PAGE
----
"We are excited to have the Brewers as our exclusive Admirals uniform sponsor," said Greenberg. "This 'outside-the-box' concept is unique within professional sports and a great opportunity for both the Brewers and the Admirals to share our branding throughout the country."
The deal is believed to be the first time a team from one of the four major professional sports has been the official jersey sponsor for another professional sports franchise.
"This is a creative opportunity to market the Brewers through an initiative that is new to the industry," said Brewers Executive Vice President - Business Operations Rick Schlesinger. "We already have very strong synergies with the Admirals and we see this as an extension of our efforts to work together to benefit both organizations."
Attanasio, Brewers’ board member Harris Turer, assistant GM Gordon Ash, pitcher Ben Sheets and others with Brewers’ ties also are investors in the Admirals.
An admitted devout baseball fan, Attanasio almost gushed about his first season as owner in an open letter to the fans. “Wow, what a season! It seems as if just yesterday, I greeted the team at the opening of Spring Training in Maryvale, Arizona.,” he wrote.
“With the hope that spring brings, I eagerly awaited the start of the baseball season having several goals in mind: to create a winning culture on a team that had suffered through 12 losing seasons; to establish a ‘Best Practices’ standard so that uniformly excellent business operations could fund a perennially competitive team; to develop relationships with the players, management, and employees of the organization; to provide our fans with the optimal experience at Miller Park; and to remember throughout all of this to have fun. I believed we could make tangible progress in these areas this year, and that improvements in the typical objective measurements of the team's success—wins and losses, profitability, and attendance—would follow.”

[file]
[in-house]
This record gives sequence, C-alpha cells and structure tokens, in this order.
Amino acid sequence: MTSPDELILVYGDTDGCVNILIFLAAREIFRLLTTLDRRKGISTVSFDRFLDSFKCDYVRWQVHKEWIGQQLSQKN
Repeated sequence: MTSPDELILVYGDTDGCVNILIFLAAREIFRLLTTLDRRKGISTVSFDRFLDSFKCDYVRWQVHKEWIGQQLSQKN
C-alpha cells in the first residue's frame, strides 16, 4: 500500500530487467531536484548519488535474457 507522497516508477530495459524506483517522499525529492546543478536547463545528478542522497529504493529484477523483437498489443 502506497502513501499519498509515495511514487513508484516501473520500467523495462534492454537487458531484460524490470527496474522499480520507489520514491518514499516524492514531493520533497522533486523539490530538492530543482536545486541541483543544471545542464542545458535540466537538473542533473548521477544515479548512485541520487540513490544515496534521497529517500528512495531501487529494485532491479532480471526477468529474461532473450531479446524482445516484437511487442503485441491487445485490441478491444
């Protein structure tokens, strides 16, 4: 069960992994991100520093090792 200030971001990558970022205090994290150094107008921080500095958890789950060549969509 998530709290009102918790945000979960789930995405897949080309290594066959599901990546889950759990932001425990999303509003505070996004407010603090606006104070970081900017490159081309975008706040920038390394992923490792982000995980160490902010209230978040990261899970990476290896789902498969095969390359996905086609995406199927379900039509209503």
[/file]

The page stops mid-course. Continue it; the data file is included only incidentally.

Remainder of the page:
Attanasio also is an experienced businessman, who does his research and conducts quantifiable studies. “Through constant statistical updates, I learned that the Brewers are blessed with strong management on both the baseball and business sides,” he said. “Virtually everyone in the organization has an outstanding work ethic, wants to succeed, and is willing and happy to do whatever it takes to be a winner.”
The baseball operations management team was singled out by Attanasio. “Importantly, our players formed a cohesive clubhouse where they were supportive of each other, giving us terrific chemistry and a foundation for the future,” he wrote in the open letter.
“General Manager Doug Melvin, Manager Ned Yost, and Assistant General Manager Gord Ash—as well as our dedicated coaches—provided leadership, direction, and a steady hand to guide our talented ballplayers, veterans and rookies alike.”
Attanasio gushed again in his closing statements of the open letter:
”This, my rookie year as the Brewers' principal owner, would not have been as successful without the enormous support of the community, our sponsors and marketing partners, and our employees. However, my most heartfelt thanks are reserved for you, the greatest fans anywhere, for welcoming my family and me to Milwaukee, encouraging my efforts to improve the team, and making home games such an electric experience throughout this breakthrough season. I look forward to seeing you on April 3, 2006 at Miller Park—our first home opener in a decade—against the Pirates, just 144 days from now.”